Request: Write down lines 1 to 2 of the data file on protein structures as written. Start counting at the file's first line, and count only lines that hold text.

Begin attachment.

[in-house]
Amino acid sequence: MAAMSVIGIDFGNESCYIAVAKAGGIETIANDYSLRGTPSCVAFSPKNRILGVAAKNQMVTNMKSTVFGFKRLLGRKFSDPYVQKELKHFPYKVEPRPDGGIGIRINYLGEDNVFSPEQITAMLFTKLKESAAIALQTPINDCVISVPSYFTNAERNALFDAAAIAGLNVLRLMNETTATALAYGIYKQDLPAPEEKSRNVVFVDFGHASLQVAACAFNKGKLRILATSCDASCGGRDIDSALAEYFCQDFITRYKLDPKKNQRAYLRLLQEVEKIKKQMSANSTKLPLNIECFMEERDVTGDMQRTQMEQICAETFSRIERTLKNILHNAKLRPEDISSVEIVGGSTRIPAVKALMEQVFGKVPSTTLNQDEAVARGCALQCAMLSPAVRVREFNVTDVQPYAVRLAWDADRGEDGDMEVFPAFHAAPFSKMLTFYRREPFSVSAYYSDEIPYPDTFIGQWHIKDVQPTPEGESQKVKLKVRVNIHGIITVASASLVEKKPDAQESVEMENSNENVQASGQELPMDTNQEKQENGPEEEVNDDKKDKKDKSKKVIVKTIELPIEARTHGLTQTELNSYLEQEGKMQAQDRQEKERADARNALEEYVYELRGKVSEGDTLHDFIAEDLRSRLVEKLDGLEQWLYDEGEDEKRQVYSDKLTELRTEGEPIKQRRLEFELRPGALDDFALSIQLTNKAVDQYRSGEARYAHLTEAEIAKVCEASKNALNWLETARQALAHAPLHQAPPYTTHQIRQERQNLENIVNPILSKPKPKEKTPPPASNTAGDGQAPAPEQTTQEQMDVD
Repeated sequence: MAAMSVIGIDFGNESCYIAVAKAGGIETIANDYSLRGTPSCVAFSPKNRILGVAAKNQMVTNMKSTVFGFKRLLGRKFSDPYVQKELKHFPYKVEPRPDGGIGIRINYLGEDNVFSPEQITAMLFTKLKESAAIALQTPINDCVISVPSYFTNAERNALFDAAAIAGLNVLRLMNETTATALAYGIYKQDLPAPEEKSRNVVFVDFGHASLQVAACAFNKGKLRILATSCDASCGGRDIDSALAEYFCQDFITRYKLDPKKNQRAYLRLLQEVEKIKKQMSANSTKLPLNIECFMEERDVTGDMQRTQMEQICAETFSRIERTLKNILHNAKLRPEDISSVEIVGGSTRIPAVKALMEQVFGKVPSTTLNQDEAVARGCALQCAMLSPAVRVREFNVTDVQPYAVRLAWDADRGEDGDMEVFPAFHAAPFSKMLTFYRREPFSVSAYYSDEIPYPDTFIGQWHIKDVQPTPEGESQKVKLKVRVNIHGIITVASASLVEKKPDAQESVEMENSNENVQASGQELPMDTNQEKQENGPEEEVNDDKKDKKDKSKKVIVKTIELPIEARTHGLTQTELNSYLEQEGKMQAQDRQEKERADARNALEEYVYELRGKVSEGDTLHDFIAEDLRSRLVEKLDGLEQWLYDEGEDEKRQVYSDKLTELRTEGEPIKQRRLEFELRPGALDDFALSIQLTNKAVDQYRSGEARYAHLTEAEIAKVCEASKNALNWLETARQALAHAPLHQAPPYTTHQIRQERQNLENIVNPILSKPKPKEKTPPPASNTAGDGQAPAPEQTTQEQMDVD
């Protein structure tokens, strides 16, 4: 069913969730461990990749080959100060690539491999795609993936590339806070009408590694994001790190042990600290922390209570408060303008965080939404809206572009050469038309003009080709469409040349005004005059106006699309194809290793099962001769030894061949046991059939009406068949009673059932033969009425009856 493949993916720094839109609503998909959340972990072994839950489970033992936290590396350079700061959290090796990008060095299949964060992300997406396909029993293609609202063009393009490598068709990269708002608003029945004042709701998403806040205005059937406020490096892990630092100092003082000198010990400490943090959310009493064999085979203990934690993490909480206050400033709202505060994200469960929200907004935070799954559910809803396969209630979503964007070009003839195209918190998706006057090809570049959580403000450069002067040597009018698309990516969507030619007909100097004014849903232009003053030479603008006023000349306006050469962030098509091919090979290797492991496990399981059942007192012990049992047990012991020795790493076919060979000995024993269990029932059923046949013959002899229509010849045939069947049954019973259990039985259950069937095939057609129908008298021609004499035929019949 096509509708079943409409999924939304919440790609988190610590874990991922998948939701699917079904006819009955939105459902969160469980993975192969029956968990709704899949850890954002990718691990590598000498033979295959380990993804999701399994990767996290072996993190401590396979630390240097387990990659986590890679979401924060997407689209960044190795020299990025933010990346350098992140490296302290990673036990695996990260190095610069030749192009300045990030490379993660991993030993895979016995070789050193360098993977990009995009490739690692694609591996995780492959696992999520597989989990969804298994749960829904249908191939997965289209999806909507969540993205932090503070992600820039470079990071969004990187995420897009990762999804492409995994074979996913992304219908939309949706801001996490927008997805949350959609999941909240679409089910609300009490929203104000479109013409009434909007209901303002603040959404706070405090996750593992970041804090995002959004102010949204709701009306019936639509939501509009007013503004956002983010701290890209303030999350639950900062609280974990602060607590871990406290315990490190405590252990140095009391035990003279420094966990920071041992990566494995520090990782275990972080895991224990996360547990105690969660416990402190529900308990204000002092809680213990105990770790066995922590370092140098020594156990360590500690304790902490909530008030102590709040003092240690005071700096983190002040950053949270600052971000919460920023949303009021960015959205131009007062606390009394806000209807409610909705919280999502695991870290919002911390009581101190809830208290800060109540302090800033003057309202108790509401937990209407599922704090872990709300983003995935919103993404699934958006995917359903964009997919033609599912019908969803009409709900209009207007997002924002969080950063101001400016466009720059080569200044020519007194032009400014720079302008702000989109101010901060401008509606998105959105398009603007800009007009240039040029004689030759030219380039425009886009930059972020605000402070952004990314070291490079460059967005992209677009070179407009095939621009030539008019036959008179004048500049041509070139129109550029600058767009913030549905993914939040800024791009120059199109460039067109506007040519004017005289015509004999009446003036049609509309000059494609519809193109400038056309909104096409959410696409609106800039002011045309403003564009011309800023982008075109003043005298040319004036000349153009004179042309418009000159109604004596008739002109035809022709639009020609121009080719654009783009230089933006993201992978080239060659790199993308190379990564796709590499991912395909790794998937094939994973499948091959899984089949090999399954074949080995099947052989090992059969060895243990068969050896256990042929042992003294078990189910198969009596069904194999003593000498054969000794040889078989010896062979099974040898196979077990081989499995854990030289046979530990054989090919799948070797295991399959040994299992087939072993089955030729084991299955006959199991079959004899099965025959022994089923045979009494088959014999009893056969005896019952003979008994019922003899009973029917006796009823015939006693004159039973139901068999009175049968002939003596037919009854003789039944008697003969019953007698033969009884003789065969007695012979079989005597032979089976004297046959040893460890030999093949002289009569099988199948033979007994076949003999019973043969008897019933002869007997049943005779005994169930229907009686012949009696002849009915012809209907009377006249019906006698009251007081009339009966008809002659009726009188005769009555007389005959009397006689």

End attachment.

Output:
[in-house]
Amino acid sequence: MAAMSVIGIDFGNESCYIAVAKAGGIETIANDYSLRGTPSCVAFSPKNRILGVAAKNQMVTNMKSTVFGFKRLLGRKFSDPYVQKELKHFPYKVEPRPDGGIGIRINYLGEDNVFSPEQITAMLFTKLKESAAIALQTPINDCVISVPSYFTNAERNALFDAAAIAGLNVLRLMNETTATALAYGIYKQDLPAPEEKSRNVVFVDFGHASLQVAACAFNKGKLRILATSCDASCGGRDIDSALAEYFCQDFITRYKLDPKKNQRAYLRLLQEVEKIKKQMSANSTKLPLNIECFMEERDVTGDMQRTQMEQICAETFSRIERTLKNILHNAKLRPEDISSVEIVGGSTRIPAVKALMEQVFGKVPSTTLNQDEAVARGCALQCAMLSPAVRVREFNVTDVQPYAVRLAWDADRGEDGDMEVFPAFHAAPFSKMLTFYRREPFSVSAYYSDEIPYPDTFIGQWHIKDVQPTPEGESQKVKLKVRVNIHGIITVASASLVEKKPDAQESVEMENSNENVQASGQELPMDTNQEKQENGPEEEVNDDKKDKKDKSKKVIVKTIELPIEARTHGLTQTELNSYLEQEGKMQAQDRQEKERADARNALEEYVYELRGKVSEGDTLHDFIAEDLRSRLVEKLDGLEQWLYDEGEDEKRQVYSDKLTELRTEGEPIKQRRLEFELRPGALDDFALSIQLTNKAVDQYRSGEARYAHLTEAEIAKVCEASKNALNWLETARQALAHAPLHQAPPYTTHQIRQERQNLENIVNPILSKPKPKEKTPPPASNTAGDGQAPAPEQTTQEQMDVD